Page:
Jake Wagner, urban planner, community activist and historian, speaking about the society for the prevention of unnecessary demolition’s (s.p.u.d.) collaborative project Public Service Announcement: KC Endangered
Link to video
Addressing decades of demolition and decline
Jake: The Rocket Grant that we did helped to build a larger… network of people who understood what’s going on in the third district of Kansas City Missouri in terms of demolition… specifically the demolition around… the East Patrol and Crime Lab at 27th and Prospect, but [also] the overall… impact of demolition – decades of demolition and decline in the third district.
You can talk about a problem like demolition and inner city disinvestment and people have no emotional connection to it – because it’s a foreign issue, they’re not used to it – they haven’t seen it in their own neighborhood.
We focused specifically on two musicians who had international recognition for their art, Virgil Thomson and Ben Webster, and both of them are from Kansas City.
So we were able to bring people to a recently demolished site and to create a concert where there had been a very important house – Virgil Thomson’s house.
If you bring [people] to a place where there’s been a recent demolition and you perform a classical music concert it has a different affect emotionally and it appeals to a different part of someone’s heart, their experience. And it makes it more emotional and less rational, less about data or, you know, the cost of the demolition. And I think that is where art can succeed in ways that maps and financial analysis can never touch.
Ben Webster’s demolished house – the loss of collective memory
The second piece we did was a collaboration with the Mutual Musicians Foundation and there we were focused on the demolition of Ben Webster’s house. And that helped us build an international community because we were able to connect directly to the Ben Webster Foundation in Copenhagen Denmark… and to bring a band here last year from Copenhagen to perform…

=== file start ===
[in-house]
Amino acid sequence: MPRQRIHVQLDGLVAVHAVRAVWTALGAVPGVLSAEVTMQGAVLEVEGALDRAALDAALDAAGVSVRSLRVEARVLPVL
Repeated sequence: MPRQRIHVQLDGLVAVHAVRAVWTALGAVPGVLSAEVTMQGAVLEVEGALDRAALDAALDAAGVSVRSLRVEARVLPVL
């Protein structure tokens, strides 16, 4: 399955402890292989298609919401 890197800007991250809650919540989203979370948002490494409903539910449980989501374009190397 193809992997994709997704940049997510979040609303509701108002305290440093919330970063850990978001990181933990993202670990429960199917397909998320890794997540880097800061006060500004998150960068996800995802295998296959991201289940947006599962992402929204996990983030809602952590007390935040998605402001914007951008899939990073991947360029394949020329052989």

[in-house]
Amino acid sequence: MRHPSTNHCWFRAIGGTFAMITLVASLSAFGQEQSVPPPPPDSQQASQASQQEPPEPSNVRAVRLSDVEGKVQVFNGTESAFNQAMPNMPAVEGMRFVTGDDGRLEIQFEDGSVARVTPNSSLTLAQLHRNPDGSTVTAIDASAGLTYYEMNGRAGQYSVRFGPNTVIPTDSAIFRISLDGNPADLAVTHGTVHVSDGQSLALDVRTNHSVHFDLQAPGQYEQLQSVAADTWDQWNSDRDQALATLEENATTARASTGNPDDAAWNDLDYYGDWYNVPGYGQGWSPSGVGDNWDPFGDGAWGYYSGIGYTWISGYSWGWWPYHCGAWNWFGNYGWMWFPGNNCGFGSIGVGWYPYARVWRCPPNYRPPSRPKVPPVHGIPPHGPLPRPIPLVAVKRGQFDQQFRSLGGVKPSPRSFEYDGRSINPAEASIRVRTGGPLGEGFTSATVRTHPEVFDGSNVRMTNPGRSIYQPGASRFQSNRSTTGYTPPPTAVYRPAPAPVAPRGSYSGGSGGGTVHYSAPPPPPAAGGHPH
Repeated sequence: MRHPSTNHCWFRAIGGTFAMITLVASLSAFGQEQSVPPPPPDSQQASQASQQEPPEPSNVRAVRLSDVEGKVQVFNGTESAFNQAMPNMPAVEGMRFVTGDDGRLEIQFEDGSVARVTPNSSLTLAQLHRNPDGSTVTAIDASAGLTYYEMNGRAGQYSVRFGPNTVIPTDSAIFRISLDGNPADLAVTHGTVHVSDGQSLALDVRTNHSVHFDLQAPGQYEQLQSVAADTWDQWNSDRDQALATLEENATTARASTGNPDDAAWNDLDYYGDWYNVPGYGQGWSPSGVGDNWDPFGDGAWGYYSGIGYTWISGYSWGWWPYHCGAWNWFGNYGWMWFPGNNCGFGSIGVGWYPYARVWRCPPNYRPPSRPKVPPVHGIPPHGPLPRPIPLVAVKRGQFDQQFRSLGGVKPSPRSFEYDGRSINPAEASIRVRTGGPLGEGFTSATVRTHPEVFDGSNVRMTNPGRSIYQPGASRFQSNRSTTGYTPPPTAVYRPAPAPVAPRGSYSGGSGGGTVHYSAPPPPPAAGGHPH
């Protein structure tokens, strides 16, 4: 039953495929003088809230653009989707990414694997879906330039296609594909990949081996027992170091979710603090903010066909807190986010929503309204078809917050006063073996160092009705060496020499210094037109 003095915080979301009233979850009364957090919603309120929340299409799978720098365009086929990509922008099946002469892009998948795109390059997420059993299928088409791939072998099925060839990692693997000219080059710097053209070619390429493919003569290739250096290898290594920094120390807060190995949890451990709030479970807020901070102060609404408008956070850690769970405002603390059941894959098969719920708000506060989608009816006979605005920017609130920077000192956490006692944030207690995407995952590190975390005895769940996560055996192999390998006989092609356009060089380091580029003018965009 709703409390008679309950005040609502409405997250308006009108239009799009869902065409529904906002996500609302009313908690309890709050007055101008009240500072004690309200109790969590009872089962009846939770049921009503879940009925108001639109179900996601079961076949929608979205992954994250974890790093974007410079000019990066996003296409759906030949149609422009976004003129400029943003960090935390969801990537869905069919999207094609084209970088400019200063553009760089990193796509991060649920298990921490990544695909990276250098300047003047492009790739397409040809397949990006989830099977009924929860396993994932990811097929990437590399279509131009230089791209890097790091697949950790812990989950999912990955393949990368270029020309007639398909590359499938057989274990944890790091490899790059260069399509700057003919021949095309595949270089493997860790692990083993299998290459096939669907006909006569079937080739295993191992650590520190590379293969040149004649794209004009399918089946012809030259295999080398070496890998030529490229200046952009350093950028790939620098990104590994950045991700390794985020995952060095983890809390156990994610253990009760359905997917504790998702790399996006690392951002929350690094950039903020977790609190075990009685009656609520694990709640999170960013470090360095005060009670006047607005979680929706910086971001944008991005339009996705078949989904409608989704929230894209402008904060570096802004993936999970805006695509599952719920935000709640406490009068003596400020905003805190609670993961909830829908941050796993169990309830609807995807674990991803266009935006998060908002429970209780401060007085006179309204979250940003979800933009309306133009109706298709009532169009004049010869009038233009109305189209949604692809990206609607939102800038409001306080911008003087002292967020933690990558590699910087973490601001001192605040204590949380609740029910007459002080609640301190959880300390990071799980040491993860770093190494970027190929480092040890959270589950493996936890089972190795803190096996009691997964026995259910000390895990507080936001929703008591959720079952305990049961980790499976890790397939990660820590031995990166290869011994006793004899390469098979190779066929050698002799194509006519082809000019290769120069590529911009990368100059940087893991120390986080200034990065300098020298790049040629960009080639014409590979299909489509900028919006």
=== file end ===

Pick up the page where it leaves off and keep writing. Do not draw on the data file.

… the fact that there’s no built record, there’s no environmental record, there’s no house that you can go back to, to understand – and in many places there’s there are no clubs left where the jazz was originally innovated in Kansas City… we’re speaking to the loss of collective memory, the loss of artistic history, of artistic production.
Invisible art histories
Artists’ lives are often not the focus of society. So how an artist lives, how a musician lives is not part of the record, the historical record right now, and I think that’s a problem.
The whole ensemble of what makes art’s work effective includes neighborhoods. And in the United States we have a great ability to demolish our historical record as if it doesn’t matter… And unfortunately art and artists are part of that invisible history that needs to be brought to the surface. In the process what we stand to gain is much more interesting cities.
I wish more organizations existed to support these kinds of collaborations… Thanks.
Anita Dixon, Director of the Mutual Musician’s Foundation & community partner, on Kansas City history and black musicians
Our Rocket Grant partnership
Anita: Jake and I have known each other over twenty years, and various preservation projects. And when I took over the Mutual Musicians Foundation six years ago, we were always looking for ways to be innovative because it was an organization that didn’t have a lot and, you know, wasn’t investing a lot. And they came to us with a Rocket Grant.
It gave us a chance to demonstrate to Kansas City that not only were we important, you know, to the music – which they already understand – but we were important on such a global scale that now more attention must be paid to what’s happening to the art of particularly the black community.